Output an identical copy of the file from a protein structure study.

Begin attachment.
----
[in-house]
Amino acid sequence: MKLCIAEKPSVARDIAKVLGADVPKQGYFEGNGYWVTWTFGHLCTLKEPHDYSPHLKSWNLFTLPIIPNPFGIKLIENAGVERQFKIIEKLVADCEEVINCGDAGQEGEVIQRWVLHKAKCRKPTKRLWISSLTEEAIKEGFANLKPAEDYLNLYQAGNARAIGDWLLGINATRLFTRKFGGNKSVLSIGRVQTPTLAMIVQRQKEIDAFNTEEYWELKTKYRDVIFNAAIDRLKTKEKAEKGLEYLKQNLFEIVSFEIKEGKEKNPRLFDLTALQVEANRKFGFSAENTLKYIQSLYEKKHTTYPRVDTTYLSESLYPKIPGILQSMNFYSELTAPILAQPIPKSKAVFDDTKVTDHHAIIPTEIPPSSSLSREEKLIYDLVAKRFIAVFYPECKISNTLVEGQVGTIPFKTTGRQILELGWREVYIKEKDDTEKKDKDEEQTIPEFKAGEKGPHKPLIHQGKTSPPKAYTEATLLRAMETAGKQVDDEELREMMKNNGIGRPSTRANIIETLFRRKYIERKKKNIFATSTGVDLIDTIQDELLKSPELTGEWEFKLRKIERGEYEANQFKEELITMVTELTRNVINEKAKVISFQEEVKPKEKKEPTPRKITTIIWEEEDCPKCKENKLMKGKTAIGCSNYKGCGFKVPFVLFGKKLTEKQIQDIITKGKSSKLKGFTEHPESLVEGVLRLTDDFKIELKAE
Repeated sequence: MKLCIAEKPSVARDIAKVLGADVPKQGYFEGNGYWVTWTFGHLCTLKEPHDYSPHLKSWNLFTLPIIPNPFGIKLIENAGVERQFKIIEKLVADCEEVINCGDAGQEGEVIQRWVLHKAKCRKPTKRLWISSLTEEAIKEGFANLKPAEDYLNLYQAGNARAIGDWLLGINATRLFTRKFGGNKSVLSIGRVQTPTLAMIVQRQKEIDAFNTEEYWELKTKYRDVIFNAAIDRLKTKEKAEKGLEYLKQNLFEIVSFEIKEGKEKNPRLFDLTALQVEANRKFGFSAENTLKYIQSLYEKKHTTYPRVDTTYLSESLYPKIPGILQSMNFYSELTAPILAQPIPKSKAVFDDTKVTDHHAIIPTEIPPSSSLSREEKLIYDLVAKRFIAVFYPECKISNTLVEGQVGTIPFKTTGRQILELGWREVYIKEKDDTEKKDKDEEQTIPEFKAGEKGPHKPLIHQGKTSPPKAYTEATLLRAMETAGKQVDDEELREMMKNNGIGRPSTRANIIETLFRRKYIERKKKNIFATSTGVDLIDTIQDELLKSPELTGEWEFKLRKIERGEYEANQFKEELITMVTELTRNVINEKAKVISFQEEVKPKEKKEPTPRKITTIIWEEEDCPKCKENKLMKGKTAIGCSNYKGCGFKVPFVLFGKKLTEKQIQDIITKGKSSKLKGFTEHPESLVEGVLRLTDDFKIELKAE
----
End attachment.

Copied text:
[in-house]
Amino acid sequence: MKLCIAEKPSVARDIAKVLGADVPKQGYFEGNGYWVTWTFGHLCTLKEPHDYSPHLKSWNLFTLPIIPNPFGIKLIENAGVERQFKIIEKLVADCEEVINCGDAGQEGEVIQRWVLHKAKCRKPTKRLWISSLTEEAIKEGFANLKPAEDYLNLYQAGNARAIGDWLLGINATRLFTRKFGGNKSVLSIGRVQTPTLAMIVQRQKEIDAFNTEEYWELKTKYRDVIFNAAIDRLKTKEKAEKGLEYLKQNLFEIVSFEIKEGKEKNPRLFDLTALQVEANRKFGFSAENTLKYIQSLYEKKHTTYPRVDTTYLSESLYPKIPGILQSMNFYSELTAPILAQPIPKSKAVFDDTKVTDHHAIIPTEIPPSSSLSREEKLIYDLVAKRFIAVFYPECKISNTLVEGQVGTIPFKTTGRQILELGWREVYIKEKDDTEKKDKDEEQTIPEFKAGEKGPHKPLIHQGKTSPPKAYTEATLLRAMETAGKQVDDEELREMMKNNGIGRPSTRANIIETLFRRKYIERKKKNIFATSTGVDLIDTIQDELLKSPELTGEWEFKLRKIERGEYEANQFKEELITMVTELTRNVINEKAKVISFQEEVKPKEKKEPTPRKITTIIWEEEDCPKCKENKLMKGKTAIGCSNYKGCGFKVPFVLFGKKLTEKQIQDIITKGKSSKLKGFTEHPESLVEGVLRLTDDFKIELKAE
Repeated sequence: MKLCIAEKPSVARDIAKVLGADVPKQGYFEGNGYWVTWTFGHLCTLKEPHDYSPHLKSWNLFTLPIIPNPFGIKLIENAGVERQFKIIEKLVADCEEVINCGDAGQEGEVIQRWVLHKAKCRKPTKRLWISSLTEEAIKEGFANLKPAEDYLNLYQAGNARAIGDWLLGINATRLFTRKFGGNKSVLSIGRVQTPTLAMIVQRQKEIDAFNTEEYWELKTKYRDVIFNAAIDRLKTKEKAEKGLEYLKQNLFEIVSFEIKEGKEKNPRLFDLTALQVEANRKFGFSAENTLKYIQSLYEKKHTTYPRVDTTYLSESLYPKIPGILQSMNFYSELTAPILAQPIPKSKAVFDDTKVTDHHAIIPTEIPPSSSLSREEKLIYDLVAKRFIAVFYPECKISNTLVEGQVGTIPFKTTGRQILELGWREVYIKEKDDTEKKDKDEEQTIPEFKAGEKGPHKPLIHQGKTSPPKAYTEATLLRAMETAGKQVDDEELREMMKNNGIGRPSTRANIIETLFRRKYIERKKKNIFATSTGVDLIDTIQDELLKSPELTGEWEFKLRKIERGEYEANQFKEELITMVTELTRNVINEKAKVISFQEEVKPKEKKEPTPRKITTIIWEEEDCPKCKENKLMKGKTAIGCSNYKGCGFKVPFVLFGKKLTEKQIQDIITKGKSSKLKGFTEHPESLVEGVLRLTDDFKIELKAE